” we both of us haveing been talking and wishing for you”

A newsy letter from ABIGAIL ADAMS to her sister MARY CRANCH in Salem. Abigail has one child, a daughter Nabby, and Mary has a daughter Betsy.
Happy to be home after a visit to Weymouth Abigail is feeling a little “lonesome” even though she is welcomed back by her servants. I love the way Abigail, eager for news, interrupts her writing when husband John returns home with “News papers.” Expressing her sorrow over the absence of Mary and her husband, she is happy that her sister ELIZABETH SHAW has stopped for a visit, albeit a short one.

Braintree Jan’ry. 31 1767My Dear Sister
I have just returnd from Weymouth, where I have been for a week past. It seems lonesome here, for My Good Man [John Adams] is at Boston; after haveing been in a large family, for a week, to come and set down alone is very solitary; tho we have seven in our family, yet four of them being domestick when my partner is absent and my Babe a sleep, I am still left alone. It gives one a pleasing Sensation my Dear Sister, after haveing been absent a little while to see one’s self gladly received upon a return, even by one’s Servants. I do not know that I was ever more sensibly affected with it than I was to Day; I could behold joy sparkle in the Eyes of every one of them as I enterd the House, whilst they unaffectedly express’d it some to me and some to my Babe.—One runs to the Door, O Mam, I am glad to see you come home again, how do you do? Whilst an other catches the child, and says Dear creature I was affraid she would forget me, and a third hovers round and crys Nab, do you know Polly, and will you come to her?—These little instances shew their regard, and they endear them to us.
Thus far I wrote last fryday. But my good Man arriving with the News papers, put an end to writing any further at that time. However I have now reassumed my pen, tho I am something tierd, haveing dined Nine Gentlemen to Day. When I set down with such a friendly circle, I always look round and wish that the company was not incompleat by the absence of two Dear Friend’s. Here now sets our Sister Elizabeth [Shaw], and we both of us haveing been talking and wishing for you. She will leave me to morrow, tho She came but to Day, and has not been here since She came from Salem, before now. Father, the Doctor and Mr. Wibird (who made three of the company to Day) tell me that they all of them design for Salem to morrow. I know how rejoiced you will be to see them. I feel glad for you, but methinks so many good Friends ought not to go together—if they went but one at a time I should chance to hear three times from you which would as Sarah Cotton used to say make me three times glad.—I sent your Camblet* to Unkle Smiths last week, and hope it has reach’d you before now. The coulour I know you will not like. I do not think Dawson used me well, tis a discourageing thing, when one has tried to have a thing look well and done their part towards it, then to have it ruined in the dying or weaveing, is very provoking, but if Mr. Cranch dislikes it, I would not have you think yourselves under any oblagation to take it, for I shall not be any ways troubled if you send it back again.—I have a couple of Books, which when I have read thro I design to send to you, for your perusal—they are called Sermons to young women. . . . My Letter will be a mess medly in Spite of any efforts to the contarary—for from Sermons I must desend to Cards and tell you I should be glad, Mr. Cranch would send me a pair**. Nabby sends her Love to her cousin Betsy and would be very glad of her company, to tend Miss Doll, who is a very great favorite of theirs.—I send you a little yarn for a pair of Stockings and a little flax for some thread—because I know you seek wool and flax, and work willingly with your hands. Accept of them with my sincere regards to you and yours From your affectionate Sister,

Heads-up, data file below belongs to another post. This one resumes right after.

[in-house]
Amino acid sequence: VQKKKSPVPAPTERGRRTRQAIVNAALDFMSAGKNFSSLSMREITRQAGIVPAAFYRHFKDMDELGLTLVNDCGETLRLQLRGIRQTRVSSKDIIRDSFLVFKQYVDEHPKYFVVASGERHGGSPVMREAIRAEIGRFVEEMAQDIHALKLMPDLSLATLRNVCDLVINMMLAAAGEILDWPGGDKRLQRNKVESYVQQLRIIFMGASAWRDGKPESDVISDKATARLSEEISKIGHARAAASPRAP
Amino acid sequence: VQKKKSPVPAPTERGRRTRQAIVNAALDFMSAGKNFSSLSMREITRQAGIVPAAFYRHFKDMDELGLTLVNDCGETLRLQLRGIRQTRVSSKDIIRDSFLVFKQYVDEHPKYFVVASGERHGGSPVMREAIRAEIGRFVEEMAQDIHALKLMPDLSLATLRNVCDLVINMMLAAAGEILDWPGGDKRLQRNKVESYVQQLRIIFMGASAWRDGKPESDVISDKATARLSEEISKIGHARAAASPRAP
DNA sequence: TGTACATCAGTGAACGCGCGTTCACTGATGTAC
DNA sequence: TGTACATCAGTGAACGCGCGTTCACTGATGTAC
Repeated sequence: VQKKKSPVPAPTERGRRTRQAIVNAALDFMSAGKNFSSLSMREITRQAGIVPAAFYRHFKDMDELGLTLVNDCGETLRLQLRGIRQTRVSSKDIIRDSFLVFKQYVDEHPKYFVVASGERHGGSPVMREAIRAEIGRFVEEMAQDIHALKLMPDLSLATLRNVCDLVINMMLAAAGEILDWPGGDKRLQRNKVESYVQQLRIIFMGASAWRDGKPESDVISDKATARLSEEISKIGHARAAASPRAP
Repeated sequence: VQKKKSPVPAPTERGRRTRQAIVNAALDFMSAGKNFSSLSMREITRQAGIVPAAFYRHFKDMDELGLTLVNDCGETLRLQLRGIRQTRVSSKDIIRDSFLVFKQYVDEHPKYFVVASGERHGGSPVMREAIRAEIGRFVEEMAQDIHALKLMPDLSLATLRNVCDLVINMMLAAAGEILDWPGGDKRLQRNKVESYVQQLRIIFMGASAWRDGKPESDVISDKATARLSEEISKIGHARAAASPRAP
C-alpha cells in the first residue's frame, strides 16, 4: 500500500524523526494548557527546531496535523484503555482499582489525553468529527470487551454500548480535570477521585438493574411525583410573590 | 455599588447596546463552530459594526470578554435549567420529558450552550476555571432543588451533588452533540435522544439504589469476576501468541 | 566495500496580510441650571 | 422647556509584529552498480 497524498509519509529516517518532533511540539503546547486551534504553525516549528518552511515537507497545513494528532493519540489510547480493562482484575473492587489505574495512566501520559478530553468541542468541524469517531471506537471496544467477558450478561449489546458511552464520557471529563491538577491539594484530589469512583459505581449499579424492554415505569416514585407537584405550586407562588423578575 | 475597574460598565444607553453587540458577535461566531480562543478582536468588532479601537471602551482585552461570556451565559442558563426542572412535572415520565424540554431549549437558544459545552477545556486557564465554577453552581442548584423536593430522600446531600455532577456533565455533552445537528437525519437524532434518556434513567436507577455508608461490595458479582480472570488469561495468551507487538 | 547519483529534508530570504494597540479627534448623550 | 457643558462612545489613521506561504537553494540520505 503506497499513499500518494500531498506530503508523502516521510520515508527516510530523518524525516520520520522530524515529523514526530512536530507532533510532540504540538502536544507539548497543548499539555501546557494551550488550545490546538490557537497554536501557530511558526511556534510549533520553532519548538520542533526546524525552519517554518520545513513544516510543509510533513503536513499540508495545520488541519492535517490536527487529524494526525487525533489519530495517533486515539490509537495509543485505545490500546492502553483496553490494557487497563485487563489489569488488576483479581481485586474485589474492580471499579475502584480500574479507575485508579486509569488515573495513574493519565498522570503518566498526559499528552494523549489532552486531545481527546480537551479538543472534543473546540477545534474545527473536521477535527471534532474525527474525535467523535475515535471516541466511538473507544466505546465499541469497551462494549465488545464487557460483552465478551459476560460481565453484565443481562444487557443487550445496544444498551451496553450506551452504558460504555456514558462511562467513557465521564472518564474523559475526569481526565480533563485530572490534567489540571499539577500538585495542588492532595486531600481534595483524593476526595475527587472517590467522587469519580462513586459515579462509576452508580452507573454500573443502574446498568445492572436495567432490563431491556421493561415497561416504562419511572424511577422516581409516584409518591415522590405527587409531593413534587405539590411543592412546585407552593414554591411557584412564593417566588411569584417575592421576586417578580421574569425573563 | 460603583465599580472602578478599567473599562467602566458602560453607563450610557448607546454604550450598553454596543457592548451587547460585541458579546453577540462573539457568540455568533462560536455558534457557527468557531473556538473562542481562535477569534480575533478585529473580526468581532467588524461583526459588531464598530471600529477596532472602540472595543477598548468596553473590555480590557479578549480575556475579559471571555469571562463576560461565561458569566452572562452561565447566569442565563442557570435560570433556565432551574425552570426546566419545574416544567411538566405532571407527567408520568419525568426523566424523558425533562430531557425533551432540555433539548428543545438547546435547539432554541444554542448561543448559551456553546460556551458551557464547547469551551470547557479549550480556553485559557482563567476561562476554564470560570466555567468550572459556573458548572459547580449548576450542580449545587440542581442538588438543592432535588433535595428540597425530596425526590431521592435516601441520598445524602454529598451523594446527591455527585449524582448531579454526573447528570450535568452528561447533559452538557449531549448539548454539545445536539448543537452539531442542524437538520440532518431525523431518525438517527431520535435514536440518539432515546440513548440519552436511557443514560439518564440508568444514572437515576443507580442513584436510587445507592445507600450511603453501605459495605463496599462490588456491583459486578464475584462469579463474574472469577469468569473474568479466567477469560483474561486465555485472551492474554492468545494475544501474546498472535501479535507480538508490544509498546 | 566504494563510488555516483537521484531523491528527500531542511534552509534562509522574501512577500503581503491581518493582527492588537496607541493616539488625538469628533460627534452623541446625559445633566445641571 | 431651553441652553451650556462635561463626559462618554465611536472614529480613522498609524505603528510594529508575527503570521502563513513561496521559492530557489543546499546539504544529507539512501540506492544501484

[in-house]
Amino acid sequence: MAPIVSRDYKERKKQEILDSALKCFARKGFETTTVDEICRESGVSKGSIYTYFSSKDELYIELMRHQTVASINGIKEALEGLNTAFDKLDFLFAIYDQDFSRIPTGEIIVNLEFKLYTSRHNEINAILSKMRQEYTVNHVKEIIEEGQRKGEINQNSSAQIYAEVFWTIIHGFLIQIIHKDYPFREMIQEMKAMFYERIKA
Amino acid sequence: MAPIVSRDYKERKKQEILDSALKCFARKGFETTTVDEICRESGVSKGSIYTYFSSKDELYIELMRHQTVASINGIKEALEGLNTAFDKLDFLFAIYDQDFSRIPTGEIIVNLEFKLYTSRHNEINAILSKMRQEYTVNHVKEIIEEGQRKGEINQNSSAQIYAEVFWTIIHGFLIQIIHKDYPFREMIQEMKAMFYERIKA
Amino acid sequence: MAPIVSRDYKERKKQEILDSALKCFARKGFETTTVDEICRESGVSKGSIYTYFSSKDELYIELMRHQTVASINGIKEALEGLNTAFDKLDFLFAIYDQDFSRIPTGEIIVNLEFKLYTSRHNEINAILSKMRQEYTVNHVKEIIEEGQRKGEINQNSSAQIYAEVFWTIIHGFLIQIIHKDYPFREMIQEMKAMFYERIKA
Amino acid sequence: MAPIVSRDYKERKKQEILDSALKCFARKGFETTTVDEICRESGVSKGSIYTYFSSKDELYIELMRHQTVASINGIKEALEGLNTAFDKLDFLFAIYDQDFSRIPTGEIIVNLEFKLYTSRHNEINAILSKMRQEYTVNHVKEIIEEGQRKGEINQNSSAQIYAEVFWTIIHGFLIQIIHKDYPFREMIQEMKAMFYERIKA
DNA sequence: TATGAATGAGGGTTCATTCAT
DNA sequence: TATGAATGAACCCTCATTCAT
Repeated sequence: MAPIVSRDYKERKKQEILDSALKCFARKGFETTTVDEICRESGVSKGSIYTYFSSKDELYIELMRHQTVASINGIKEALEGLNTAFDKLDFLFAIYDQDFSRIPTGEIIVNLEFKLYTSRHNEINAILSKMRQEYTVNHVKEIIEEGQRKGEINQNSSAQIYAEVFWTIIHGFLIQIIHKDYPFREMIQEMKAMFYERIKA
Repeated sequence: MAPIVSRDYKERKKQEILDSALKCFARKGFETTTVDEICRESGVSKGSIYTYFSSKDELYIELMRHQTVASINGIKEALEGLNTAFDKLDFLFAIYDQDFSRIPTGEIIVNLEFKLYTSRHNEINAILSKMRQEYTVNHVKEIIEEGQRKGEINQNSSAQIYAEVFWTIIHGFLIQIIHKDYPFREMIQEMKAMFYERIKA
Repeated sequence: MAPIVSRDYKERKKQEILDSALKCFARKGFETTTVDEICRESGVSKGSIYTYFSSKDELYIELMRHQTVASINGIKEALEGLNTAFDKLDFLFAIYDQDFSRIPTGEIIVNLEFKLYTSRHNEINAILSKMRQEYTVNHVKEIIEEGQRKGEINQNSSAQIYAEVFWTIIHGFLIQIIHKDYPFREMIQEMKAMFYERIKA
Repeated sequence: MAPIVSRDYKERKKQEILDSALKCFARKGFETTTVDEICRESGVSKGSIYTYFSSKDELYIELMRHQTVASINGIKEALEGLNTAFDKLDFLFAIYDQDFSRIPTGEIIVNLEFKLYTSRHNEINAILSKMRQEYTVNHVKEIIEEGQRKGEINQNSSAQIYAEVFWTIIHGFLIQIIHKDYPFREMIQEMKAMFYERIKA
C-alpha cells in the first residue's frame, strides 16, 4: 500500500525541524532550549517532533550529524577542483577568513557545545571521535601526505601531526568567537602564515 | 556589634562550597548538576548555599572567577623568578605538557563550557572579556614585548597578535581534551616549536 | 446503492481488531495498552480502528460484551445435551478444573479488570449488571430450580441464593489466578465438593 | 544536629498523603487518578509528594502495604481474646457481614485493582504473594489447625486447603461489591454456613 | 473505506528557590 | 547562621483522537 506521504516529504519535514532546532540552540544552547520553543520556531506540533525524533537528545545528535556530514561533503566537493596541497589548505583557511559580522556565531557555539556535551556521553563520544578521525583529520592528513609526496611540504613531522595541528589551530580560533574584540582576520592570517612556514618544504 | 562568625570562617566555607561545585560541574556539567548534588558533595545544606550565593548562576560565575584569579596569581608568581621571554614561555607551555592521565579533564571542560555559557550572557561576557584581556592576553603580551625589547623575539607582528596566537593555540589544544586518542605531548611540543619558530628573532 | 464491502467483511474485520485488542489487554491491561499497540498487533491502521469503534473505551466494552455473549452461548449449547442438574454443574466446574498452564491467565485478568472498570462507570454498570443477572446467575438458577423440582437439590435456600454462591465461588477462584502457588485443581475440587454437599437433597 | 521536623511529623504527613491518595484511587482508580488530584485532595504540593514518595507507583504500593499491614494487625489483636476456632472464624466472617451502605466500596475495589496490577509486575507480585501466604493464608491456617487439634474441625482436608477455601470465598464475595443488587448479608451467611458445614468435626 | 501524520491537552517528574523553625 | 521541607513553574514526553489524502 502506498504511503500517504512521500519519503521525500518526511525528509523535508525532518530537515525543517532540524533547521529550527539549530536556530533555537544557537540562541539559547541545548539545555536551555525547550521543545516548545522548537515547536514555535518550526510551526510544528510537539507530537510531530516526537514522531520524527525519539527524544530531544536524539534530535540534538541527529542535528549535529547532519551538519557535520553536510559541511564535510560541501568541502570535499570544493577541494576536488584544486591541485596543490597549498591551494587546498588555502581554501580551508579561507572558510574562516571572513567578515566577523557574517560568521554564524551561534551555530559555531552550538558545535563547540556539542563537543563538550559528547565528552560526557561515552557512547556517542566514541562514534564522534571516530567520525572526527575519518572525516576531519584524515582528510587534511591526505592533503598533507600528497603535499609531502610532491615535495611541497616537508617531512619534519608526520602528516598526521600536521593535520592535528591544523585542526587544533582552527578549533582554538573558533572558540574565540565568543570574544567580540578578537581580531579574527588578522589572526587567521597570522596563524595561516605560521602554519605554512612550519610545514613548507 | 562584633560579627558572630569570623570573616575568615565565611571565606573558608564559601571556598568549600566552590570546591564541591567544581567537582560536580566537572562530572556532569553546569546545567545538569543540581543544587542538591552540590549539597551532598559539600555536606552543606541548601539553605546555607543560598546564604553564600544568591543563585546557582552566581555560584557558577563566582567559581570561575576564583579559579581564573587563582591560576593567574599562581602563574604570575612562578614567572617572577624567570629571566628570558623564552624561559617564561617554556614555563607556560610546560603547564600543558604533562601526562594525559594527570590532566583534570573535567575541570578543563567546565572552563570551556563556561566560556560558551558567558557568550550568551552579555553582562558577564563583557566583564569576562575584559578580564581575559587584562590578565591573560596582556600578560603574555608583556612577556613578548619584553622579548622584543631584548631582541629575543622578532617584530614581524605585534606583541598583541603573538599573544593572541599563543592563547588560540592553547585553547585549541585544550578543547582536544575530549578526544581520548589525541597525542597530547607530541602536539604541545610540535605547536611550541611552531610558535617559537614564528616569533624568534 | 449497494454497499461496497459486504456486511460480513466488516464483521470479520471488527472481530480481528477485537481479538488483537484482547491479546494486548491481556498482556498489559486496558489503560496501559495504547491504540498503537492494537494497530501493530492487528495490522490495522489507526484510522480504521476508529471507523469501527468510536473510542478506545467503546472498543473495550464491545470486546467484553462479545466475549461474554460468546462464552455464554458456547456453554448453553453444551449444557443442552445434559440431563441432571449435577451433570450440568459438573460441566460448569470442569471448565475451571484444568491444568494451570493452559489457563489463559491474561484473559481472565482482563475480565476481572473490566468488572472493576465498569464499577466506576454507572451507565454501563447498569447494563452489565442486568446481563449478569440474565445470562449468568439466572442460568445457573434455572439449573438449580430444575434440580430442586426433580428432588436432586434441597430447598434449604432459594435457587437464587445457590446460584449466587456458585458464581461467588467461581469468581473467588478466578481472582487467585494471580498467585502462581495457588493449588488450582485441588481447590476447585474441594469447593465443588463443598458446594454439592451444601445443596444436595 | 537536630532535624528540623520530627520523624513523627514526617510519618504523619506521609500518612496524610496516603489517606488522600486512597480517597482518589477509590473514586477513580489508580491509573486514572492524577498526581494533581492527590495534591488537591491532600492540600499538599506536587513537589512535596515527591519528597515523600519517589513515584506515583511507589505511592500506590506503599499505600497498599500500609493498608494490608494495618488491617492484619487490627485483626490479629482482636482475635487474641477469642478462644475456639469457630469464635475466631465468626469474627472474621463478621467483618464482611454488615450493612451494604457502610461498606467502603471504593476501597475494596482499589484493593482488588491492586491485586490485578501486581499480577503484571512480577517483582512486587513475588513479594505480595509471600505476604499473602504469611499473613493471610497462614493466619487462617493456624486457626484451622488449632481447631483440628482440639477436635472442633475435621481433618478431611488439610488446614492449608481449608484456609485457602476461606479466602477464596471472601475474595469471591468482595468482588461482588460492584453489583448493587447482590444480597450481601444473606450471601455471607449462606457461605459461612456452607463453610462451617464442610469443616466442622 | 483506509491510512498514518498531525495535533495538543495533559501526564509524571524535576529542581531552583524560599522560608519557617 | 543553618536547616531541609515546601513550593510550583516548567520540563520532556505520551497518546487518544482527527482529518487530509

Abigail AdamsP.S. You must burn this for it is most dismal writing.

* Camblet is a woven fabric that might have originally been made of camel or goat’s hair, later chiefly of goat’s hair and silk, or of wool and cotton. It is unclear whether Abigail had sent the fabric or an article of clothing made from the fabric. Shown is a pumpkin-colored dress made of camblet.
**Cards are used in combing wool. Mr. Cranch was a cardmaker as well as a watchmaker.

“Abigail Adams to Mary Smith Cranch, 31 January 1767,” Founders Online, National Archives, accessed April 11, 2019, https://founders.archives.gov/documents/Adams/04-01-02-0048. [Original source: The Adams Papers, Adams Family Correspondence, vol. 1, December 1761 – May 1776, ed. Lyman H. Butterfield. Cambridge, MA: Harvard University Press, 1963, pp. 60–62.] The illustration is of a 1770s pumpkin-colored dress made of camblet by Goldenhind on Easy.


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